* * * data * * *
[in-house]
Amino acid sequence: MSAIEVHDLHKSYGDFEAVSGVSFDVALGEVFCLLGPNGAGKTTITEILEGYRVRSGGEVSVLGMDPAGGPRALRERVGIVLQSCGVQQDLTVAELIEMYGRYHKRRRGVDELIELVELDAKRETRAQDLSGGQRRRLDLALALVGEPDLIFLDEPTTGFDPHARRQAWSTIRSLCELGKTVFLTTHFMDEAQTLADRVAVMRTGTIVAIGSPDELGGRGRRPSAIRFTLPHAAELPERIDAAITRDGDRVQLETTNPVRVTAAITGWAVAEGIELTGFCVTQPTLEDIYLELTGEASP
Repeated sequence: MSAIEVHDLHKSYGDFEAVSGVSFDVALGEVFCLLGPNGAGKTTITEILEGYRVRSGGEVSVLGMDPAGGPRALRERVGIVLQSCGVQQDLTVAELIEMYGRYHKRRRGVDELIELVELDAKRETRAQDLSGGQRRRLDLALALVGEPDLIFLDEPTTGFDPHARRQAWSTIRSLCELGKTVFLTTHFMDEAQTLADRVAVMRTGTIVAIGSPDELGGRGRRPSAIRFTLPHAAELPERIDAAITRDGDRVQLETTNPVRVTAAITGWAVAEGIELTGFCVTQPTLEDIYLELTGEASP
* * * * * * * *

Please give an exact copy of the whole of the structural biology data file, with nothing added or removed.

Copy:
[in-house]
Amino acid sequence: MSAIEVHDLHKSYGDFEAVSGVSFDVALGEVFCLLGPNGAGKTTITEILEGYRVRSGGEVSVLGMDPAGGPRALRERVGIVLQSCGVQQDLTVAELIEMYGRYHKRRRGVDELIELVELDAKRETRAQDLSGGQRRRLDLALALVGEPDLIFLDEPTTGFDPHARRQAWSTIRSLCELGKTVFLTTHFMDEAQTLADRVAVMRTGTIVAIGSPDELGGRGRRPSAIRFTLPHAAELPERIDAAITRDGDRVQLETTNPVRVTAAITGWAVAEGIELTGFCVTQPTLEDIYLELTGEASP
Repeated sequence: MSAIEVHDLHKSYGDFEAVSGVSFDVALGEVFCLLGPNGAGKTTITEILEGYRVRSGGEVSVLGMDPAGGPRALRERVGIVLQSCGVQQDLTVAELIEMYGRYHKRRRGVDELIELVELDAKRETRAQDLSGGQRRRLDLALALVGEPDLIFLDEPTTGFDPHARRQAWSTIRSLCELGKTVFLTTHFMDEAQTLADRVAVMRTGTIVAIGSPDELGGRGRRPSAIRFTLPHAAELPERIDAAITRDGDRVQLETTNPVRVTAAITGWAVAEGIELTGFCVTQPTLEDIYLELTGEASP